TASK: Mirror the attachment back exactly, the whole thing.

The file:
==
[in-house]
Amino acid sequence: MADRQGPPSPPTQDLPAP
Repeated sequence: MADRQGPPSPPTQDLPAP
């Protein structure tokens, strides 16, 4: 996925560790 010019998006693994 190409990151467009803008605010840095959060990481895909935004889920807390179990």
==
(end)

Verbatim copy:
[in-house]
Amino acid sequence: MADRQGPPSPPTQDLPAP
Repeated sequence: MADRQGPPSPPTQDLPAP
């Protein structure tokens, strides 16, 4: 996925560790 010019998006693994 190409990151467009803008605010840095959060990481895909935004889920807390179990």